OK. All jesting and hyperbole aside. Like most others I know, I scratched, I clawed, I risked massive rejection, I stayed in my lane and did all I could to outrun the competition until I got my big break. In fact, that two-word term—Big Break—is more familiar to me, as well as a more accurate descriptor. It’s common-sense physics. A fulcrum, if you will. When a person gets their big break. Ergo, their talent or craftsmanship recognized in such a way that someone on the inside chooses to risk their own money or reputation or company assets.

Success or failure follows. A simple meritocracy.

It's verifiable. Hard work and initiative can lead to that not-so-mythic showbiz break. But if such is true, where did the axiom of success being due to some form of friendly in come from, let alone a family connection? AKA, how the who-you-know biz morphed into having to compete with all the nepo-babies.

Come to think of it, I’ve only heard the who-you-know axe utilized by those seeking an answer to their own lack of success, a bit of personal magnification on their own self-delusion. Therefore, why expend the sweat equity if you don’t know a special somebody offering you a golden ticket?

Sound like victimology to you? It does to me. And all joking aside, it always has. The usual lie is that one’s lack of getting that big break must’ve been because someone less deserving cut the line.

Enter this silly nepo-baby debate. It’s the who-you-know excuse of the post pandemic. Only in this social media, cancel-culture atmosphere could this kind of hooey catch fire, this time calling out the perpetrators by name—primarily actors or children of celebrities portrayed as public victimizers. Of course, in reply, some of the so-called nepo-babies claimed their own high-profile victim status.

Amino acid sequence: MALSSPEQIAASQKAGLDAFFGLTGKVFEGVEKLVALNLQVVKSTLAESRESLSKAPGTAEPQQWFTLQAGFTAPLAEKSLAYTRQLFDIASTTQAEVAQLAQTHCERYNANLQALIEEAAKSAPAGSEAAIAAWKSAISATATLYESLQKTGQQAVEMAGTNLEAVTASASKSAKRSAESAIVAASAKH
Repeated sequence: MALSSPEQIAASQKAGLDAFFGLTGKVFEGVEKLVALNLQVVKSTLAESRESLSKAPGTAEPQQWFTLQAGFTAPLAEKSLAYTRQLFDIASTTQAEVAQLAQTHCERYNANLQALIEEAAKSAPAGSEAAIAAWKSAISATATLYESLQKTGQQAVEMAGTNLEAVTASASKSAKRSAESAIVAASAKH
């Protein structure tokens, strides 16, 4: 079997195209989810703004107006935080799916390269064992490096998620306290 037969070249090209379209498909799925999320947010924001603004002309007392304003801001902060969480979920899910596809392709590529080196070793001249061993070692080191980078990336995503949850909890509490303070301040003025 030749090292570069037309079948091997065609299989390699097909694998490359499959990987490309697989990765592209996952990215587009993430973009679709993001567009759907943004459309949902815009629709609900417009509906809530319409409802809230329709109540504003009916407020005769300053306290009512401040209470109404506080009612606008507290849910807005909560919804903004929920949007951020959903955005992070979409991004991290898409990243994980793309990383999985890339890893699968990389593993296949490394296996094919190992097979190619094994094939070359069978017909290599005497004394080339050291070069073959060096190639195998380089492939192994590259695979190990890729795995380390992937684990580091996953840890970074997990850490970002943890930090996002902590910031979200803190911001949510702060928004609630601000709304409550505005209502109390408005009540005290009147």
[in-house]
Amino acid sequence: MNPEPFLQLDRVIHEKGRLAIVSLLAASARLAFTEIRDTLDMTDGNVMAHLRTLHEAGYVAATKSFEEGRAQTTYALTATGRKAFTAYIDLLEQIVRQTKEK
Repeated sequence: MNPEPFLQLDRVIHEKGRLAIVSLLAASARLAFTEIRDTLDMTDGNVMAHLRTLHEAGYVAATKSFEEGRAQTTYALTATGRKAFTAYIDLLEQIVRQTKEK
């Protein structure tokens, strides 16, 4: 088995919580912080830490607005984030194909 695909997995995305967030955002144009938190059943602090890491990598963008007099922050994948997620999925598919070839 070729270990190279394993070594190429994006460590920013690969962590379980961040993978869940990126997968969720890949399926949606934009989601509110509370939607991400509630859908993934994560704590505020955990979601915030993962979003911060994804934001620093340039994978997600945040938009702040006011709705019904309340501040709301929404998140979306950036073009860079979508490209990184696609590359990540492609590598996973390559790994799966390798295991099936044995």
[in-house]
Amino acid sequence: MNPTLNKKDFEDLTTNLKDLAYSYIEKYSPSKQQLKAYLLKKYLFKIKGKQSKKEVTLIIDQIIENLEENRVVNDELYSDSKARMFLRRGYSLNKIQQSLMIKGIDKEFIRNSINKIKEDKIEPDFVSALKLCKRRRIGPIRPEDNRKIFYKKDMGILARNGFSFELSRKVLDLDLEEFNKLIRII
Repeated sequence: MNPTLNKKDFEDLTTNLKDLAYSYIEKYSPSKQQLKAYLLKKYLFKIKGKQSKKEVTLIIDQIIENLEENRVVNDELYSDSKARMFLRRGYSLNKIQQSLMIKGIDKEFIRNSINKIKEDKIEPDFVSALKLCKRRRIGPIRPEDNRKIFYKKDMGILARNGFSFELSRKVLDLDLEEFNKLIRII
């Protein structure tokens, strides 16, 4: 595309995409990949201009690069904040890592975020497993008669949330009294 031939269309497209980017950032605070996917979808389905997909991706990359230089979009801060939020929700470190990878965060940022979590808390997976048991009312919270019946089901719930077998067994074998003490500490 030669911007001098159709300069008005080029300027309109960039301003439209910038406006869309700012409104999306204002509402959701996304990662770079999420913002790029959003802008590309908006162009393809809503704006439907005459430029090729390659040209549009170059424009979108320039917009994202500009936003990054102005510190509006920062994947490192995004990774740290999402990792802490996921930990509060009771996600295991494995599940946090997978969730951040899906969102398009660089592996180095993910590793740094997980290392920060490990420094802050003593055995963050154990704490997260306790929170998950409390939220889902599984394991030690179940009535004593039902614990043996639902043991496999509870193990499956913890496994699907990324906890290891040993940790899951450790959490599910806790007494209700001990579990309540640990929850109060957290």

Wait a minute. Back up. I hear some of you already asking, “I hear what you’re saying about the myth of Hollywood being a who-you-know biz. But c’mon. Isn’t showbiz overrun by nepotism?”


Hell, yeah! Always has and always will be.

But here’s a trigger warning—nepotism is even more pervasive than you think. Nepotism is everywhere. It not only exists in nearly every industry on planet Earth, but it has also been a staple since human industry itself, the blood relative acting as a slave, a plow mule, as the next generation to keep the family trade aloft, housed and fed. I might suggest that those practiced in the world’s oldest profession would admit theirs wasn’t the oldest profession.

The oldest profession was being somebody’s kid.

I recently had an electrician over to do some repair work on my house. As usual, he arrived with his employee-slash-partner, otherwise known as his son. They’re a delightful pair, always cheerful, extremely professional, and full of good humor about their father-son relationship. I asked the son how it felt to be a nepo-baby. He asked, “What’s that?” I explained. They both laughed, instantly recognizing the issue as utter hogwash.

“But because your dad gave you your job,” I half-assed argued, “some other wannabe electrician isn’t getting the opportunity you’ve been handed free of charge.”

My argument was met with an even stronger serving of ridicule and laughter.